How to Cope with Flight Delays and Cancellations
Air travel can be a stressful experience, even when it goes according to plan. It's even more stressful when unexpected delays and cancellations occur due to circumstances beyond your control. By preparing before you leave home, contacting your airline, knowing your rights as a passenger, and maintaining a polite, positive attitude, you can deal with these situations calmly and efficiently and reach your destination as quickly as possible.
Avoiding Flight Problems Ahead of Time
Schedule your flight on a less busy travel day.Tuesdays and Wednesdays are when the least number of people travel, so you may want to book your air travel for these days to avoid delays. Also, make sure to avoid booking your flight on or near a major holiday, such as Christmas or Thanksgiving, or around another busy travel time, such as spring break for local colleges. Your best bets for booking travel when less people will be traveling are winter or the off-season for your destination, or during a time in spring or fall that is not near a major holiday.
Check in early.Use your computer or mobile device to check into your flight as soon as the twenty-four hour window opens. This will give you a better chance of not getting bumped off the plane if a delay occurs and your flight becomes oversold, and it will also reduce your time spent in line.
- If you fly often, then you might consider spending a little extra for a service like TSA pre-check, which allows you to skip the long lines and use a special, shorter line at check-in. This service requires a background check and there is an fee.
Get travel insurance.Having travel insurance is a huge help in case of a flight delay or cancellation. Pick a package that covers what you need, such as medical, travel protection, and baggage protection.Many policies will help cover your costs of a hotel room, meals, or other various expenses.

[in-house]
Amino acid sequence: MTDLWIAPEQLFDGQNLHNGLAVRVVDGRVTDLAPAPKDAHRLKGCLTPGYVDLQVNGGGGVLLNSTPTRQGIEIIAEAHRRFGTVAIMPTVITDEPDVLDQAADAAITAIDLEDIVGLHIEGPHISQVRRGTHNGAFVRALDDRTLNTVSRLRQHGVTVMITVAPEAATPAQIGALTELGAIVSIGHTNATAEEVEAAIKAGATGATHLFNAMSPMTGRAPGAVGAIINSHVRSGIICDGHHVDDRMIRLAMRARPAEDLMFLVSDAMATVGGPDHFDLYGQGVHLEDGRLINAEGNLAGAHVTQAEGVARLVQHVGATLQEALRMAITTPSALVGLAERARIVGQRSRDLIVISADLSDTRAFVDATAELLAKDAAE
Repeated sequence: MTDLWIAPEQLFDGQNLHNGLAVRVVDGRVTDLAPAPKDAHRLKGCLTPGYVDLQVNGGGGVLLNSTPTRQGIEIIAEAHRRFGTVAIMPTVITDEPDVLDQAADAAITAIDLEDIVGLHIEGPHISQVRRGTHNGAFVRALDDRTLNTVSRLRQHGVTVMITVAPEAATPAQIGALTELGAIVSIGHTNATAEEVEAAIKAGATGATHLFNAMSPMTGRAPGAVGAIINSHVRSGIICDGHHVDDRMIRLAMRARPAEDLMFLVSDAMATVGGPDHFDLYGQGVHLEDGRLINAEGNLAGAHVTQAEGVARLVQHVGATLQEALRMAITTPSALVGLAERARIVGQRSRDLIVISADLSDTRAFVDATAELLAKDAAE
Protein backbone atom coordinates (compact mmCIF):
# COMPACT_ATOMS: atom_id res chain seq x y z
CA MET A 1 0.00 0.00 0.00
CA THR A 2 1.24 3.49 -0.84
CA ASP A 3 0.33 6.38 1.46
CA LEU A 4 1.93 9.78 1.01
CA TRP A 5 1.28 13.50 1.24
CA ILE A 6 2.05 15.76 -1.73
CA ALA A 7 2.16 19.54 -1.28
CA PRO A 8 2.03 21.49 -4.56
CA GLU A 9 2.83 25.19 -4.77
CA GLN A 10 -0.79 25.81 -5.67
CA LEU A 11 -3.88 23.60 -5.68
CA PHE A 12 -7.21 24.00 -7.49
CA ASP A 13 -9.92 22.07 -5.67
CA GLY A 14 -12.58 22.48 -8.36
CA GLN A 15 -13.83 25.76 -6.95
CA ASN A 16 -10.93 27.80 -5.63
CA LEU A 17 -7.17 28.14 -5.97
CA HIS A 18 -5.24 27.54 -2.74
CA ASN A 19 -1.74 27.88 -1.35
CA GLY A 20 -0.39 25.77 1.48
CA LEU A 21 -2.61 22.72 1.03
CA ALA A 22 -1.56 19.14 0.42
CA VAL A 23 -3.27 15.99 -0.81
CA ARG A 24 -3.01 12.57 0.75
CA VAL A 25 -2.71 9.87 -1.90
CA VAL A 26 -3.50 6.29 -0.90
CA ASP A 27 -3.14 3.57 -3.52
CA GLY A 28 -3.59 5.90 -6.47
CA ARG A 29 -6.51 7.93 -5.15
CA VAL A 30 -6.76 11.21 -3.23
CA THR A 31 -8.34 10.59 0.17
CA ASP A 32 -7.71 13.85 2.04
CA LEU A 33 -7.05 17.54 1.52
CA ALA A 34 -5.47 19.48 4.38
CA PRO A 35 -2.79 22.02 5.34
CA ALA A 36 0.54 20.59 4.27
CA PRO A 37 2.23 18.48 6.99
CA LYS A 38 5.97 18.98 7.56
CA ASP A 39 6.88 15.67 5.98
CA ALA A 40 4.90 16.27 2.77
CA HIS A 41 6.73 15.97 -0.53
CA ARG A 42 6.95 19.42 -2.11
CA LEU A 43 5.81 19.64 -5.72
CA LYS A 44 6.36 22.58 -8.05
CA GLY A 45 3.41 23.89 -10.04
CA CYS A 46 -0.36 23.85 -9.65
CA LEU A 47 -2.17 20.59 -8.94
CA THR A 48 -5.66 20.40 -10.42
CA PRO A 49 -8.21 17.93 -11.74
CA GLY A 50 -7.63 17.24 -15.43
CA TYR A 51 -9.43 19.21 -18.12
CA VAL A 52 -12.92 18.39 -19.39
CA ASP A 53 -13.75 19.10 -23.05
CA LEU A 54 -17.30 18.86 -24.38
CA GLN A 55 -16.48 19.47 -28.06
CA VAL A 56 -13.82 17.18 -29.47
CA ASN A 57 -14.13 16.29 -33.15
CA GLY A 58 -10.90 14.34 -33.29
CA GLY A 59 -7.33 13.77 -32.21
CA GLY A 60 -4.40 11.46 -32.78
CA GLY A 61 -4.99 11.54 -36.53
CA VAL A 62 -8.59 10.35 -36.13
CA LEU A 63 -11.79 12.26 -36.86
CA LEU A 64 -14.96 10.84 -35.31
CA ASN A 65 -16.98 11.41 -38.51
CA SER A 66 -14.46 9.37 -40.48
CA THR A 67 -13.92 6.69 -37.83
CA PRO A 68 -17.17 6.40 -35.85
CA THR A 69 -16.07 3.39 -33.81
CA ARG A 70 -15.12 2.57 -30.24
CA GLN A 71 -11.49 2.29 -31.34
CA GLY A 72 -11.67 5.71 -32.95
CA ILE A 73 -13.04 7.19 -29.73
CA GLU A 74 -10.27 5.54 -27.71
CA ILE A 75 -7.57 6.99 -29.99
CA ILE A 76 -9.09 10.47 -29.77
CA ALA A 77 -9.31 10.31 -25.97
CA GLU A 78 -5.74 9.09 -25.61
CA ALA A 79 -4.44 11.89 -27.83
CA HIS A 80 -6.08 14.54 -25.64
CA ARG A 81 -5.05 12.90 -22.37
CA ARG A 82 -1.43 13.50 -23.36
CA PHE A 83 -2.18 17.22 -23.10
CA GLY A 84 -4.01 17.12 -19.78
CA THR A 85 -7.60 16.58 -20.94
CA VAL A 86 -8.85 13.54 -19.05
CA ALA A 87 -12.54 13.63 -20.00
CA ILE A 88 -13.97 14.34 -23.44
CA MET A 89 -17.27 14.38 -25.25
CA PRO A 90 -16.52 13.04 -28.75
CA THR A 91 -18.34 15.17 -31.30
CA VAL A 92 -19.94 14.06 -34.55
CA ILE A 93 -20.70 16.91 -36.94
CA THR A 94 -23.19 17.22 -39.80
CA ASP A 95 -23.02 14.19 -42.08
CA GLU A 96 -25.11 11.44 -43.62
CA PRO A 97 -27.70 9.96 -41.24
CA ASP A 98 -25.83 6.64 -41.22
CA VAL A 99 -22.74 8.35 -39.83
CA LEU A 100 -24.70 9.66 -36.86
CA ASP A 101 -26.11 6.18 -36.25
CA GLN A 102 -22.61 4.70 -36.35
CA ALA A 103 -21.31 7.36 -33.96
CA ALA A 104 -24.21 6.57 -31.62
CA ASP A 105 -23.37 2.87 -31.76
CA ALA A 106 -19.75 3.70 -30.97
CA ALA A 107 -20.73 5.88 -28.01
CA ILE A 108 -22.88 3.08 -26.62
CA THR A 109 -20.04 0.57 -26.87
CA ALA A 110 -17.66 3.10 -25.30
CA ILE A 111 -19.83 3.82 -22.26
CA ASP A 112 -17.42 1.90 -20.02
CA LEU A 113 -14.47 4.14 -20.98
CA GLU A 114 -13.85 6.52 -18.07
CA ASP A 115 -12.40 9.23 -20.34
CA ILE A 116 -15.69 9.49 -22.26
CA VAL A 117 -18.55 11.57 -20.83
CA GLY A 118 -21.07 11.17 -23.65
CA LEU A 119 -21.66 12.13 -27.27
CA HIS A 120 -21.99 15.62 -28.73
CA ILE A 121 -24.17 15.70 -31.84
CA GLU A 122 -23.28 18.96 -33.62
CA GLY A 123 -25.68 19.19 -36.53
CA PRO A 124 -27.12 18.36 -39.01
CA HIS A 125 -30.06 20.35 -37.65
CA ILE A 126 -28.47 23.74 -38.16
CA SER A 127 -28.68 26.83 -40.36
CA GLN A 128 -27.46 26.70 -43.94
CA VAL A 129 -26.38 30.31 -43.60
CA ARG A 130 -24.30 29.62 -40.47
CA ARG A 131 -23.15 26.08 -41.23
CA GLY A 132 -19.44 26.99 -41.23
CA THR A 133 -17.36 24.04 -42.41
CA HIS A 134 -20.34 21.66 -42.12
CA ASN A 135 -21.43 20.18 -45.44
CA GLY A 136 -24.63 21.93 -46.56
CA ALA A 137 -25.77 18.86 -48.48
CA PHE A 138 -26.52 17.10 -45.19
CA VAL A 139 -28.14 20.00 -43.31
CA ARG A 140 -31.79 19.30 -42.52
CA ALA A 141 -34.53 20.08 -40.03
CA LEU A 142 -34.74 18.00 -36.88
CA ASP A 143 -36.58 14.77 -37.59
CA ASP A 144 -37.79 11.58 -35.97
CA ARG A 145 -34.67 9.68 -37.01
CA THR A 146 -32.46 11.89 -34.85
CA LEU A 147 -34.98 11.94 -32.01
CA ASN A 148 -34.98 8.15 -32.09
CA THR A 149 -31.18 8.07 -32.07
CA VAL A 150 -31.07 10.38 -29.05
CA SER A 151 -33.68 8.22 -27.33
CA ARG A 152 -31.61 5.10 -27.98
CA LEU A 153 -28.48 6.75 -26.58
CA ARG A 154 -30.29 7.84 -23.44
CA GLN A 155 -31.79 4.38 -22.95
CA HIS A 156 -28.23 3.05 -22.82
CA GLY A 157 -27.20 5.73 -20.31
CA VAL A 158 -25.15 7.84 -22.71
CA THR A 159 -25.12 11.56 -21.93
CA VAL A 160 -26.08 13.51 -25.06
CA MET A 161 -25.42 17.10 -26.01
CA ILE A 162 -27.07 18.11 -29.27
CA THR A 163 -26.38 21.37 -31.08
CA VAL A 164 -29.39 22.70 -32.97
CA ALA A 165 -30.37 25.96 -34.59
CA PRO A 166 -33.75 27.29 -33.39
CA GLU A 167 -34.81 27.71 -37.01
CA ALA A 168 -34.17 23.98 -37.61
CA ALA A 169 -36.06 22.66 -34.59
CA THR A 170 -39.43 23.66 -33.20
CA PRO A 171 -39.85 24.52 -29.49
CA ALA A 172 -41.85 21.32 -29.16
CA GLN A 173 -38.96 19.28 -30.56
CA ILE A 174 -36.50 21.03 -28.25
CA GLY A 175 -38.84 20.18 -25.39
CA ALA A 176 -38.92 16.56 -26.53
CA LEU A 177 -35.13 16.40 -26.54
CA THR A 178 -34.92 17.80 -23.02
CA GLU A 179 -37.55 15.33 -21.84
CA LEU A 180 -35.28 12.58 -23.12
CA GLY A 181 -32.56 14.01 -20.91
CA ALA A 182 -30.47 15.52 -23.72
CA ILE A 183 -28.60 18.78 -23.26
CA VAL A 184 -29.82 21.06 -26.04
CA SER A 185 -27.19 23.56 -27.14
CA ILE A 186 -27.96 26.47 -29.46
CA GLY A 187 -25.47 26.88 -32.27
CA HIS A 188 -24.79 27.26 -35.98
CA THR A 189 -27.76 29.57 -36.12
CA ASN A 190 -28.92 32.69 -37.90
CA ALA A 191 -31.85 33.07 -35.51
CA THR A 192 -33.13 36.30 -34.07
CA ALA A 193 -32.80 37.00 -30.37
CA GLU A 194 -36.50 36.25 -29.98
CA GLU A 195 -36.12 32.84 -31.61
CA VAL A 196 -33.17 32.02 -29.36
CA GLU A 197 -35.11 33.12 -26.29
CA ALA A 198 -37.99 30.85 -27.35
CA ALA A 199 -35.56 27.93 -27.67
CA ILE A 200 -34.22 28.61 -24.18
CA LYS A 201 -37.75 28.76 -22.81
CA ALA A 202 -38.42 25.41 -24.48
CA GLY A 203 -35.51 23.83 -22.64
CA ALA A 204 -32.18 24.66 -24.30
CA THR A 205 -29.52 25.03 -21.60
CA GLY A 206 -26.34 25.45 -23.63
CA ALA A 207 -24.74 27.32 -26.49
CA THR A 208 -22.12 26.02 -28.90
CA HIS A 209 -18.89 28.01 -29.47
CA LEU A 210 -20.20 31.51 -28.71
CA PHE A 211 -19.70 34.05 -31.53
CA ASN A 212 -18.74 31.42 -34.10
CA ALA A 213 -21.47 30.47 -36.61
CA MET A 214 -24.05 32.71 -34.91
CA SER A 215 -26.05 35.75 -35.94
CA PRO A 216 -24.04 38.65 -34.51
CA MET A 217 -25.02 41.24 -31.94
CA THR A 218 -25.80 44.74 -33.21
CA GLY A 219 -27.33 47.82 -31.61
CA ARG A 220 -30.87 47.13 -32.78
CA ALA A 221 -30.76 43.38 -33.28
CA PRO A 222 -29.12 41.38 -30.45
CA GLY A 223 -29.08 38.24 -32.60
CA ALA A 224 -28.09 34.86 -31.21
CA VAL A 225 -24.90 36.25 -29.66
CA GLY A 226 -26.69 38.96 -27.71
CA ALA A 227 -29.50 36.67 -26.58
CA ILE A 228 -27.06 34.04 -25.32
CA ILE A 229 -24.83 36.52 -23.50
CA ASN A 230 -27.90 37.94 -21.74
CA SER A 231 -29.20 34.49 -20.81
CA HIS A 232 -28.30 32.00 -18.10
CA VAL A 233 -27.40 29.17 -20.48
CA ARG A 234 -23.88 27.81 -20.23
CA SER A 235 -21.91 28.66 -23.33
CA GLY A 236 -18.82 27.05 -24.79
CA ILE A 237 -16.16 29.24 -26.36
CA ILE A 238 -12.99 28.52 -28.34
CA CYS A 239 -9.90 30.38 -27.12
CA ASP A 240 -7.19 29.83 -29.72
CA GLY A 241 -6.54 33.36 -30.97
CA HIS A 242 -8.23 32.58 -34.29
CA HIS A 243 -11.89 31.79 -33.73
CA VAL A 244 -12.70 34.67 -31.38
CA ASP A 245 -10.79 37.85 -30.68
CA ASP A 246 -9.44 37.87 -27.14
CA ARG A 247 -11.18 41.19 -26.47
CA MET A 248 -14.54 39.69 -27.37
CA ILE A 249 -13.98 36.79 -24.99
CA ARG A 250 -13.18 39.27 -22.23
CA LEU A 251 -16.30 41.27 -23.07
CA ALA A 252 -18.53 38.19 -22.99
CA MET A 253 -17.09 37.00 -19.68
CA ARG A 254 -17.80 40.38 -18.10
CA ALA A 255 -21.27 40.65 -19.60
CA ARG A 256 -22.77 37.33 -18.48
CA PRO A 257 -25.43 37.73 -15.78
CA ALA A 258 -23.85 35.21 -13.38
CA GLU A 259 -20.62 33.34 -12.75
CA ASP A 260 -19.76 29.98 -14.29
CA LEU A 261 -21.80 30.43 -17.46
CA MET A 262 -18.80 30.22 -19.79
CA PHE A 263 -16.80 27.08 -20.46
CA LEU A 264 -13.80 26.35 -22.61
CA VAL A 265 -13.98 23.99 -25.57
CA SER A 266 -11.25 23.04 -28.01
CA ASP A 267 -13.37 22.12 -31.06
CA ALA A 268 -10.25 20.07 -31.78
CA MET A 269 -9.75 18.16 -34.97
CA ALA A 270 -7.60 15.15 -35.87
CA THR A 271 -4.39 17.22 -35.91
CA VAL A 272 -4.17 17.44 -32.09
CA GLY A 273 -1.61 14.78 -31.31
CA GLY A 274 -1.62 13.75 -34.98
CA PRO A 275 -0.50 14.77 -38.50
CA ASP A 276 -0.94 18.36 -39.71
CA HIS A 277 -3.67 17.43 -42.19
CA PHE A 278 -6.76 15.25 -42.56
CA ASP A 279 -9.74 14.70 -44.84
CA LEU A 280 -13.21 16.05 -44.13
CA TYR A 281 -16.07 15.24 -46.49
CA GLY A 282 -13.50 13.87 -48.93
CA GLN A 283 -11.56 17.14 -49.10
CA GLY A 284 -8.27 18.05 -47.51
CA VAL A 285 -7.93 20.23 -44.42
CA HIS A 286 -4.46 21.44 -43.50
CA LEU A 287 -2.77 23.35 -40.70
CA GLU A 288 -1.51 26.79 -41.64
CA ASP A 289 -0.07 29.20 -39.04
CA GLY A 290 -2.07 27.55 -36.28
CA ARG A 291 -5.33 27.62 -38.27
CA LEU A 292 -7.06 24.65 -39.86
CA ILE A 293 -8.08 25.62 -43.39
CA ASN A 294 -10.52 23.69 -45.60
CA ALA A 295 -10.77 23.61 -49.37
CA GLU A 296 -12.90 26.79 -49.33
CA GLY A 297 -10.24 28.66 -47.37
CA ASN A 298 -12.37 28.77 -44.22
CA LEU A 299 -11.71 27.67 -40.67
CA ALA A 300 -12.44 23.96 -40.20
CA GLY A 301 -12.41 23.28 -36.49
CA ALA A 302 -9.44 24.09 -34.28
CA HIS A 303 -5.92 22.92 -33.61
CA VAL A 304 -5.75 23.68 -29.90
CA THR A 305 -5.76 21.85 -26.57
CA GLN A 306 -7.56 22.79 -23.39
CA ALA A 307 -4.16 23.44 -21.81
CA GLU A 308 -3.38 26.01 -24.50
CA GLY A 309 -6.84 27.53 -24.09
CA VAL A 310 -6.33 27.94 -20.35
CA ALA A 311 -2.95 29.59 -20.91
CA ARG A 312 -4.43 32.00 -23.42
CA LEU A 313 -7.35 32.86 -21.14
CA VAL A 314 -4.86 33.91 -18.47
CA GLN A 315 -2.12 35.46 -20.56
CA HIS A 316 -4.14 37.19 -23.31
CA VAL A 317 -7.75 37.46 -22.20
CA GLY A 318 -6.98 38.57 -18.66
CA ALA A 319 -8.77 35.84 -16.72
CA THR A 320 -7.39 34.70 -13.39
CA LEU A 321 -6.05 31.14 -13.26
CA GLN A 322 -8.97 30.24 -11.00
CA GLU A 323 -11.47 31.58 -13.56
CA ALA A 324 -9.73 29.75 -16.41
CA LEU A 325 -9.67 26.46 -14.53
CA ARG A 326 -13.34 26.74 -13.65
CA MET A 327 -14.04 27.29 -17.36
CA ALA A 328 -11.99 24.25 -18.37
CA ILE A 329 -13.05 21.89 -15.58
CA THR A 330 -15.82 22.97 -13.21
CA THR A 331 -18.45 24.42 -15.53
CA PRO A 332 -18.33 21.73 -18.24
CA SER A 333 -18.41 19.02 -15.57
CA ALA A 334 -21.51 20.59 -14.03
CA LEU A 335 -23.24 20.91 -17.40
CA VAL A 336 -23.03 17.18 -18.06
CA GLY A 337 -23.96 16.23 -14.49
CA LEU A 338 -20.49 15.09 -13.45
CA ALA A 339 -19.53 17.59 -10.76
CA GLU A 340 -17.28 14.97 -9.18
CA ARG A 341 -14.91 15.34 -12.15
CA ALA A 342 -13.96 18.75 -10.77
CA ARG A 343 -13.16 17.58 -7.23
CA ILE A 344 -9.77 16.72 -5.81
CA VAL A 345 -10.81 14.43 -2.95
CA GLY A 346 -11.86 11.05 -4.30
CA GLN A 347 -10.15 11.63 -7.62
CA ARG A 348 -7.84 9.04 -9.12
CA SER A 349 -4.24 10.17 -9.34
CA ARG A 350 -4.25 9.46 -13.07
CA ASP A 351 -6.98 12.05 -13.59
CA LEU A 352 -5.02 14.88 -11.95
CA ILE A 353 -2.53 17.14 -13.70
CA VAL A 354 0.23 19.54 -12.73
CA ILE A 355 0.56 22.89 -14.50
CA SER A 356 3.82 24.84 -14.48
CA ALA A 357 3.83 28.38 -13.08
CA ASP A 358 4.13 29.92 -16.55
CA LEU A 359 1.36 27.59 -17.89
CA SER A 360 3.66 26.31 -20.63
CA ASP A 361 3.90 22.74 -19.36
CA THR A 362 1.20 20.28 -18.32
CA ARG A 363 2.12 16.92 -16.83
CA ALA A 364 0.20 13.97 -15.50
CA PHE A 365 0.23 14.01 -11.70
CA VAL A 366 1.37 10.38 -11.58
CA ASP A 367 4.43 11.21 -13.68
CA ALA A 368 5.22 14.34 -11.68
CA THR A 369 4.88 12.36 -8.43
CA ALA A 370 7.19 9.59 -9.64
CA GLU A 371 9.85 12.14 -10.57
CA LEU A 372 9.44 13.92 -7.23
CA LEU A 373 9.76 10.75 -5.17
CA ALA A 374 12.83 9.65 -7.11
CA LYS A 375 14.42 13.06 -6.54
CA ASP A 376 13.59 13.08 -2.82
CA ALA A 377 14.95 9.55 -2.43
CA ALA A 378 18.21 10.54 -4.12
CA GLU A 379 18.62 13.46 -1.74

- Make sure to purchase your insurance well before your trip, as any storm systems that occur before your purchase will mostly likely not be covered.
Sign up for airport notifications.Make sure you’re the first to know about any changes by signing up for instant notifications from the airport. This way, you can make arrangements quickly if a delay or cancellation does occur.
- Along with signing up for official airport notifications, download a third-party app that will notify you of delays. Sometimes third-party apps actually relay information about delays faster than the official airline website, so try downloading several such as TripIt Pro or App in the Air.
- If you’ve arranged for relatives or friends to pick you up from the airport, suggest these options to them so they can receive live updates on any flight schedule changes.
Pack a few extra days’ worth of essentials just in case.Bring a few extra doses of prescription medication, pairs of underwear and socks, and maybe a laundry soap sheet to wash your clothes if the delay stretches on.
- Always make sure to write down everything you will need for your trip before you pack. This will save you time and help to ensure that you pack all of the necessary items.
- It is also a good idea to look up the airport’s guidelines for how to pack certain items, such as liquids and toiletries.
Pack layers in your carry-on for any kind of weather.In case you end up stranded in weather that you weren’t planning for, make sure to dress in layers to keep warm or cool.
Bring your own water and snacks.If you end up stuck at an airport or on the tarmac, you’ll want to have some food and water with you. Pack some snacks and water in your carry-on in case of an emergency.
- Make sure to empty any water bottles before going through security, then fill them up in the terminal area.
Check the status of your flight before going to the airport.You can call the airline or check flight status online. If you notice delays online, contact the airline directly for more information.
Monitor the weather.If weather is bad, flights into or out of the airport will be affected. Icy conditions, stormy weather and extreme weather events could definitely cause some problems.
- If bad weather is forecasted during your flight, contact the airport for more information and to check if they’ve announced any cancellations or delays due to the weather so you can reschedule.
Negotiating with the Airline
Know your passenger rights.Since there are no federal requirements on weather-related delays and cancellations in the U.S., all American airlines have their own policies for compensation.Make sure to check your airline’s rules so you can be firm on what you are owed. Go online or call a customer service representative to find airline policies.
- Airlines generally won’t compensate you for delays caused by storms, riots, and labor strikes, which they consider circumstances out of their control. However, if your flight is delayed due to mistakes on the airline’s part, you are entitled to compensation that increases as the delay stretches on.